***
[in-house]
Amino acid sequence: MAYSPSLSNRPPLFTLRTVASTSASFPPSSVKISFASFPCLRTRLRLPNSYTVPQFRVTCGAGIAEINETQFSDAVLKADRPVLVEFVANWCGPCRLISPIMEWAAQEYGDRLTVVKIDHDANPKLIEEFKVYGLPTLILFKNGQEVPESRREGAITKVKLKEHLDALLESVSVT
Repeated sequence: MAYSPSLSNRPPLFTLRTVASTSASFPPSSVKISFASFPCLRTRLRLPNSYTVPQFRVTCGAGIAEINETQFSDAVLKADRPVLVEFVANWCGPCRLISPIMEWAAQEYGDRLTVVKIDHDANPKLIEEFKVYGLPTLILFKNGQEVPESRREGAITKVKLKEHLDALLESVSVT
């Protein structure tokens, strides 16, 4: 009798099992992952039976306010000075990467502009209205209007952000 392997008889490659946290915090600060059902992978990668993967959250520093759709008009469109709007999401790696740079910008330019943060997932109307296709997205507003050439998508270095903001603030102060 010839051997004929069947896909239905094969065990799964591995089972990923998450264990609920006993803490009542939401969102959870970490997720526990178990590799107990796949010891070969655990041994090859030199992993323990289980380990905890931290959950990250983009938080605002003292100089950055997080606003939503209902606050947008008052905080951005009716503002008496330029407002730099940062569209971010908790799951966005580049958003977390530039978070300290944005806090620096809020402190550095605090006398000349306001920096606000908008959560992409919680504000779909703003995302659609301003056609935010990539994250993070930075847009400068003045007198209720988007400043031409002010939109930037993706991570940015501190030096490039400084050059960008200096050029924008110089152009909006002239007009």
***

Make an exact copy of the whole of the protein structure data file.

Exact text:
[in-house]
Amino acid sequence: MAYSPSLSNRPPLFTLRTVASTSASFPPSSVKISFASFPCLRTRLRLPNSYTVPQFRVTCGAGIAEINETQFSDAVLKADRPVLVEFVANWCGPCRLISPIMEWAAQEYGDRLTVVKIDHDANPKLIEEFKVYGLPTLILFKNGQEVPESRREGAITKVKLKEHLDALLESVSVT
Repeated sequence: MAYSPSLSNRPPLFTLRTVASTSASFPPSSVKISFASFPCLRTRLRLPNSYTVPQFRVTCGAGIAEINETQFSDAVLKADRPVLVEFVANWCGPCRLISPIMEWAAQEYGDRLTVVKIDHDANPKLIEEFKVYGLPTLILFKNGQEVPESRREGAITKVKLKEHLDALLESVSVT
């Protein structure tokens, strides 16, 4: 009798099992992952039976306010000075990467502009209205209007952000 392997008889490659946290915090600060059902992978990668993967959250520093759709008009469109709007999401790696740079910008330019943060997932109307296709997205507003050439998508270095903001603030102060 010839051997004929069947896909239905094969065990799964591995089972990923998450264990609920006993803490009542939401969102959870970490997720526990178990590799107990796949010891070969655990041994090859030199992993323990289980380990905890931290959950990250983009938080605002003292100089950055997080606003939503209902606050947008008052905080951005009716503002008496330029407002730099940062569209971010908790799951966005580049958003977390530039978070300290944005806090620096809020402190550095605090006398000349306001920096606000908008959560992409919680504000779909703003995302659609301003056609935010990539994250993070930075847009400068003045007198209720988007400043031409002010939109930037993706991570940015501190030096490039400084050059960008200096050029924008110089152009909006002239007009």